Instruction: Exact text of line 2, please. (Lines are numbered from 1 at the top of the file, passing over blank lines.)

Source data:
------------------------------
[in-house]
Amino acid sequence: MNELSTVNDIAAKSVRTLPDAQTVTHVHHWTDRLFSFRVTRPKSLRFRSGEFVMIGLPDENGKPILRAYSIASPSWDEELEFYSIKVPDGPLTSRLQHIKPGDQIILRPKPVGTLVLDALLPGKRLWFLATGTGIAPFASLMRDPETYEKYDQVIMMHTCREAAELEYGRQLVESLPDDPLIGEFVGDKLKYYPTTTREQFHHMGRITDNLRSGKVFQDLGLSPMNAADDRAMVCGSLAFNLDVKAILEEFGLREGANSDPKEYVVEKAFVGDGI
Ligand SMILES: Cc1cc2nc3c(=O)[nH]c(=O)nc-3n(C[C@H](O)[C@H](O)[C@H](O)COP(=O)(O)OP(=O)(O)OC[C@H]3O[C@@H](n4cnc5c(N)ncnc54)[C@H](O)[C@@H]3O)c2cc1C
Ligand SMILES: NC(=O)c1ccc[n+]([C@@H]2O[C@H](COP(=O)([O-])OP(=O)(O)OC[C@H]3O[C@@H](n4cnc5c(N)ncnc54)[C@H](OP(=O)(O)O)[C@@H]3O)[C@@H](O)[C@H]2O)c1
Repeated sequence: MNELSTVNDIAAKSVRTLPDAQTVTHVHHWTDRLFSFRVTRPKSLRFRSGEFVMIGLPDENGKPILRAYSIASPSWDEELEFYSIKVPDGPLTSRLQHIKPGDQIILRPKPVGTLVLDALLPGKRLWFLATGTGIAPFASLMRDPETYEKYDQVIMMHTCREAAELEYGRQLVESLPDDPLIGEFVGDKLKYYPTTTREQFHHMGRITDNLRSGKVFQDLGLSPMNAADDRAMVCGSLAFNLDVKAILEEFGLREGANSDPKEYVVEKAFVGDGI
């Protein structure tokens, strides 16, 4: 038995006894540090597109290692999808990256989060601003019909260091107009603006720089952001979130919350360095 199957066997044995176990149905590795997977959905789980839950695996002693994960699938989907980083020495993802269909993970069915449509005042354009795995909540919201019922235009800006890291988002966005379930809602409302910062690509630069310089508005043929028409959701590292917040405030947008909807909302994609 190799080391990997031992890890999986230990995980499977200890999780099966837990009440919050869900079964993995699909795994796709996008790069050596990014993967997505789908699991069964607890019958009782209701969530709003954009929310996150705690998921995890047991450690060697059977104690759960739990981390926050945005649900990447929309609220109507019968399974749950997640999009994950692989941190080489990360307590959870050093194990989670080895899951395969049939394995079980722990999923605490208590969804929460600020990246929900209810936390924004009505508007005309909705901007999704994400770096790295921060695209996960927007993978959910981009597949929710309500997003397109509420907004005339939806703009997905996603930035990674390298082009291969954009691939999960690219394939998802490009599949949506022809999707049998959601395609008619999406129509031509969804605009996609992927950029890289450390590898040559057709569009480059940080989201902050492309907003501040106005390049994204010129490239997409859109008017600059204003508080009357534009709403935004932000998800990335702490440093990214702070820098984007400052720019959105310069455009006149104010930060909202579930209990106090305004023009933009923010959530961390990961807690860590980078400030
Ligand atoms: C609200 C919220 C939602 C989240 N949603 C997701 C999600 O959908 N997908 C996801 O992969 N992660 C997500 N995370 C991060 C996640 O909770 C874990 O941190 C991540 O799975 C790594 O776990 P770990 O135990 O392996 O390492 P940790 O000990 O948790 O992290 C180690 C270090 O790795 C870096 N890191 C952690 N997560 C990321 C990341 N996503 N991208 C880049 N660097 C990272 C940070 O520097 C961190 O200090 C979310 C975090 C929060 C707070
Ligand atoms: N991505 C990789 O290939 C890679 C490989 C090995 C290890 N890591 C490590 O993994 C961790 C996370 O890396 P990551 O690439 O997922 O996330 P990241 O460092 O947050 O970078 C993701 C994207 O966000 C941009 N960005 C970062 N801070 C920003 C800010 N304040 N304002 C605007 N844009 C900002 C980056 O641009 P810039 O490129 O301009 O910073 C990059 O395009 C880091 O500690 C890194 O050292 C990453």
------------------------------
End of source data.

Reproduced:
Amino acid sequence: MNELSTVNDIAAKSVRTLPDAQTVTHVHHWTDRLFSFRVTRPKSLRFRSGEFVMIGLPDENGKPILRAYSIASPSWDEELEFYSIKVPDGPLTSRLQHIKPGDQIILRPKPVGTLVLDALLPGKRLWFLATGTGIAPFASLMRDPETYEKYDQVIMMHTCREAAELEYGRQLVESLPDDPLIGEFVGDKLKYYPTTTREQFHHMGRITDNLRSGKVFQDLGLSPMNAADDRAMVCGSLAFNLDVKAILEEFGLREGANSDPKEYVVEKAFVGDGI